Cassini is orbiting Saturn with a 31.9-day period in a plane inclined 46.5 degrees from the planet's equatorial plane. The most recent spacecraft tracking and telemetry data were obtained on July 9 using one of the 34-meter diameter Deep Space Network stations at Canberra, Australia. The spacecraft continues to be in an excellent state of health with all of its subsystems operating normally except for the instrument issues described at http://saturn.jpl.nasa.gov/news/significantevents/anomalies. Information on the present position of the Cassini spacecraft may be found on "Eyes on the Solar System."
The S84 command sequence continued to orchestrate all of Cassini's activities this week. Meanwhile on the ground, the Sequence Implementation Process teams worked on creating the 10-week sequences S85, S86, and S87. Planning continued for the 2016 start of the F-ring and Proximal Orbits mission phases which are now known as the Cassini Grand Finale.
Wednesday, July 2 (DOY 183)
Cassini reached apoapsis today, having climbed 2.98 million kilometers from Saturn while slowing to 8,745 kilometers per hour relative to the planet. The Imaging Science Subsystem (ISS), the Composite Infrared Spectrometer (CIRS), and the Visible and Infrared Mapping Spectrometer (VIMS) viewed Titan for 90 minutes as part of the Titan monitoring campaign. The planet-like moon (Saturn's largest, which was named for the Greek mythological race of giants) was 3.9 million kilometers away. When this observation was done, ISS turned the spacecraft so its telescopes could make a two-minute storm-watch observation on Saturn.
Imaging and other remote-sensing instrument data have revealed the size, shape, and therefore the volume of Titan. Radio Science experiments that measure the Doppler shift of the spacecraft's radio signal, due to the spacecraft speeding up and then slowing down as it flies past Titan, have investigated Titan's mass as well as the internal distribution of its mass. Taken together, these data allow scientific deductions about the object's density and interior makeup. Today, a news feature describes some surprising findings related to these measurements: http://saturn.jpl.nasa.gov/news/newsreleases/newsrelease20140702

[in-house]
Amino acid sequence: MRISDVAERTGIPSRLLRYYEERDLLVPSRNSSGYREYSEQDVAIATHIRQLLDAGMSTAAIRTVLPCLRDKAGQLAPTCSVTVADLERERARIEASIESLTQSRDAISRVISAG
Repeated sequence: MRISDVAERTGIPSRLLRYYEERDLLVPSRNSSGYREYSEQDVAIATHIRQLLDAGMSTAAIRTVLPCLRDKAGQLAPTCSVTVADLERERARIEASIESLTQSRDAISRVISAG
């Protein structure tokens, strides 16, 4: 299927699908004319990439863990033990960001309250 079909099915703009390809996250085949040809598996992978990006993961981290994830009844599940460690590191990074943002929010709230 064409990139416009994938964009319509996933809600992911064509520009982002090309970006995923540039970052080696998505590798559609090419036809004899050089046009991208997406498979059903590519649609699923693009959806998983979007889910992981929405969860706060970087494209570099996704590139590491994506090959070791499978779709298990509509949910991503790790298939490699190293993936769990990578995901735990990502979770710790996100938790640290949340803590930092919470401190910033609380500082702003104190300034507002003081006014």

Thursday, July 3 (DOY 184)
ISS, CIRS and VIMS made another observation in the Titan monitoring campaign, after which ISS spent two minutes watching storms. CIRS then executed a 10.5 hour observation of Saturn to better understand its composition. ISS and VIMS rode along. This was followed by another two-minute ISS storm watch.
Friday, July 4 (DOY 185)
Making use of its great distance from Saturn near apoapsis, the Cosmic Dust Analyzer (CDA) spent 14.5 hours observing dust that orbits Saturn in a retrograde direction. The S84 sequence then entered a planned pause, during which an Orbit Trim Maneuver (OTM) could be commanded from Earth in real time to target for the Titan T-103 encounter coming up on July 20. This opportunity was not used, however, because the Navigation team had determined that the spacecraft was very close to its expected path, and OTM-384 was cancelled.
Saturday, July 5 (DOY 186)
CDA spent 15 hours observing retrograde dust. The observation was repeated on Tuesday, though for two hours shorter than today’s observation.
Sunday, July 6 (DOY 187)
ISS took images of a faint ring arc for 19 hours while it was sunlit at low phase angles. CIRS also acquired ring data.
Monday, July 7 (DOY 188)
ISS controlled the spacecraft's pointing for another 24 hours, this time to study the small irregular moon Kiviuq, a dark object in a highly inclined orbit about 11.1 million kilometers out. Kiviuq was named after a hero in Inuit mythology.
By flying in orbits that are not always in Saturn's equatorial plane, Cassini's remote-sensing instruments can view features located at high latitudes. The atmosphere's enigmatic hexagon and the hurricane-like vortex centered on the planet's north pole stand out in an image featured today:
Tuesday, July 8 (DOY 189)
The Deep Space Network carried out two-way digital communications and radiometric tracking with Cassini on six occasions this week, using stations located in California and Australia.